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The question the court faced was whether the police needed to obtain a search warrant when they smell a strong odor of marijuana coming from a hotel room. In a decision that will be very good news for all persons who smoke marijuana in the privacy of their home or in a hotel they may visit, the court of appeals threw our the defendants convictions and ordered that all of the evidence seized during the search of the hotel room must be suppressed. Without this evidence the cases will have to be dismissed.

The courts decision was based upon the fact that the marijuana possession of less than 28.5 grams is a “non-jailable” offense. This means it is not a serous offense and thus the police cannot claim that they must be allowed to enter your home or hotel room without a warrant in order to seize this evidence. The court reasoned that since all the police can do if they in fact find you in possession of less than 28.5 grams of marijuana is issue you a citation there is no “emergency” so great that would allow the police to enter your residence or hotel without first obtaining a search warrant.

Why is this so critical to those persons that want to be free from unlawful searches and seizures of their home and property under our constitution? It is so important because police have been using the “smell of marijuana” coming from the residence excuse to unlawfully break into peoples home for decades. The “risk’ of harm when police storm into your home is great. Often police will handcuff everyone they see in the home and they will conduct a search of your entire home looking for anything “unlawful” they might find. With this court having the guts to see through this police “ploy” this will no longer work for law enforcement when they would like to enter your home or hotel room to attempt to find evidence so they might arrest you.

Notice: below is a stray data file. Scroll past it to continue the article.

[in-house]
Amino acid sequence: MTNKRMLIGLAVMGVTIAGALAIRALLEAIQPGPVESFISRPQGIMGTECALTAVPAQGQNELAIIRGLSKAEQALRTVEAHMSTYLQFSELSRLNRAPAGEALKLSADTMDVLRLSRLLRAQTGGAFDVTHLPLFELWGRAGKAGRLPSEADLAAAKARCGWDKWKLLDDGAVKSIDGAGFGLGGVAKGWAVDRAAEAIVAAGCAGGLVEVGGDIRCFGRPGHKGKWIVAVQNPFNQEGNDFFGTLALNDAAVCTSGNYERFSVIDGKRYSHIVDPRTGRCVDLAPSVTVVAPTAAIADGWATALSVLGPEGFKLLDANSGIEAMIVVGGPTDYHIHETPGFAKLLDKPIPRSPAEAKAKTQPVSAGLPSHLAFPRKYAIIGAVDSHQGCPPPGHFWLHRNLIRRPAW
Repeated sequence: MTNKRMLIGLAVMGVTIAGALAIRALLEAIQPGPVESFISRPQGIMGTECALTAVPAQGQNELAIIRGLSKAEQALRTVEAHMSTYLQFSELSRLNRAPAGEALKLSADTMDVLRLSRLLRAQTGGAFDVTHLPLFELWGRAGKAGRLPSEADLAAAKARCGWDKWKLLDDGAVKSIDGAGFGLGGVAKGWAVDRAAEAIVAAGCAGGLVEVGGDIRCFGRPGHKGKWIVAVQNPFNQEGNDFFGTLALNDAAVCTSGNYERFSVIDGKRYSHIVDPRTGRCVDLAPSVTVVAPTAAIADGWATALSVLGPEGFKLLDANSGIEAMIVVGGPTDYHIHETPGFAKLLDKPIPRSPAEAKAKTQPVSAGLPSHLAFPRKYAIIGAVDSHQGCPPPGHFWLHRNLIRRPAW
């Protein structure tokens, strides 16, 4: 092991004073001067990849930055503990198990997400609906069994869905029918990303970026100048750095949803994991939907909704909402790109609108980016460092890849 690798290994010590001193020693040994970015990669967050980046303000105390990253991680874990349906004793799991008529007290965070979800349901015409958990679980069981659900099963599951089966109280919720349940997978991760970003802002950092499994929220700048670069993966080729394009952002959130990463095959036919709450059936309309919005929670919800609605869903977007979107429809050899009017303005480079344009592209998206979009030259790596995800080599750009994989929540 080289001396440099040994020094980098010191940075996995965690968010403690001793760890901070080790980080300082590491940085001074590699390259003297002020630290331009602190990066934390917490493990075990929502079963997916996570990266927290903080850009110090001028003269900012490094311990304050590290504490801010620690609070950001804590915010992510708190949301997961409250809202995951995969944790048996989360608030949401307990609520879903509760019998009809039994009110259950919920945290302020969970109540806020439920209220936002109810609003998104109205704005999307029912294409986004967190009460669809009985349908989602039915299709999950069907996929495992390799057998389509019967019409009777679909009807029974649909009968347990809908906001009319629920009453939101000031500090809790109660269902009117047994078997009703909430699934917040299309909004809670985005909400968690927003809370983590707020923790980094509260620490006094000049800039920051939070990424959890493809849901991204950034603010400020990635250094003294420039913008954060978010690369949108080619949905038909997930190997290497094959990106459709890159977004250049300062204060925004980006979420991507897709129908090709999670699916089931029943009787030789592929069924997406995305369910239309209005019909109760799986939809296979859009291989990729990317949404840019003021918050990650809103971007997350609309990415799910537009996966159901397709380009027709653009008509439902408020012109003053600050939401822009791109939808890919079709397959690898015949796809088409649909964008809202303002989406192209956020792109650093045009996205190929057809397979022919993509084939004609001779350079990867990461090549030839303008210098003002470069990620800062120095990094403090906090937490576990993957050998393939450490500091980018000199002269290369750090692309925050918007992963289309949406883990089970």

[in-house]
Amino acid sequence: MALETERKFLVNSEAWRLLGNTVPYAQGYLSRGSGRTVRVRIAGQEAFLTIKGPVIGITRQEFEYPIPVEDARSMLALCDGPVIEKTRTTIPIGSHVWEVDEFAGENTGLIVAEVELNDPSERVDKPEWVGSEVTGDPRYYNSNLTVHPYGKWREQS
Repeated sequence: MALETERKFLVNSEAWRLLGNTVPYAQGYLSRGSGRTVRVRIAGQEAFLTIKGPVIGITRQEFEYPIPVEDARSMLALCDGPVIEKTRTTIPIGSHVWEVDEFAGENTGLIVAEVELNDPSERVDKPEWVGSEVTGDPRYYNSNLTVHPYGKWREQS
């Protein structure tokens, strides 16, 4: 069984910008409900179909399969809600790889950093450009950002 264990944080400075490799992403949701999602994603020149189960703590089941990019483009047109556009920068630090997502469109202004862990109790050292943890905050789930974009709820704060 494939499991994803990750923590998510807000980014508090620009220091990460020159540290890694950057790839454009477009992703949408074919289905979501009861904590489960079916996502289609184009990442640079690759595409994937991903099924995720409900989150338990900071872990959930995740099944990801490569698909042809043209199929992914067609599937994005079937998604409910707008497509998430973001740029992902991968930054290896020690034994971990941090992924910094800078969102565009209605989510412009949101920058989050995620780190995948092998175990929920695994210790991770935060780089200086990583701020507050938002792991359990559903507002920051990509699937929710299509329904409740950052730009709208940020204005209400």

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Part 1

Yesterday we began the first part in a series of blogs outlining California’s medical marijuana laws and how they conflict with Federal law. This has been an ongoing struggle for medical marijuana activists, and recent raids on prominent dispensaries have only raised more questions in the debate.

Dispensary owners are fighting a battle on two fronts. First and foremost, there is the federal government looming over their heads, as federal law still prohibits all marijuana growth and distribution. Then there are local governments to deal with. Several municipalities throughout California are trying to circumvent medical marijuana laws by raising zoning and permit issues in an attempt to shut down dispensaries.

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Wallin & Klarich was established in 1981. Over the past 32 years, our law firm has helped tens of thousands of families in their time of legal need. Regardless of whether our clients faced criminal or DUI charges, the loss of their driving privilege, or wanted to clean up their criminal record, we have been there to help them.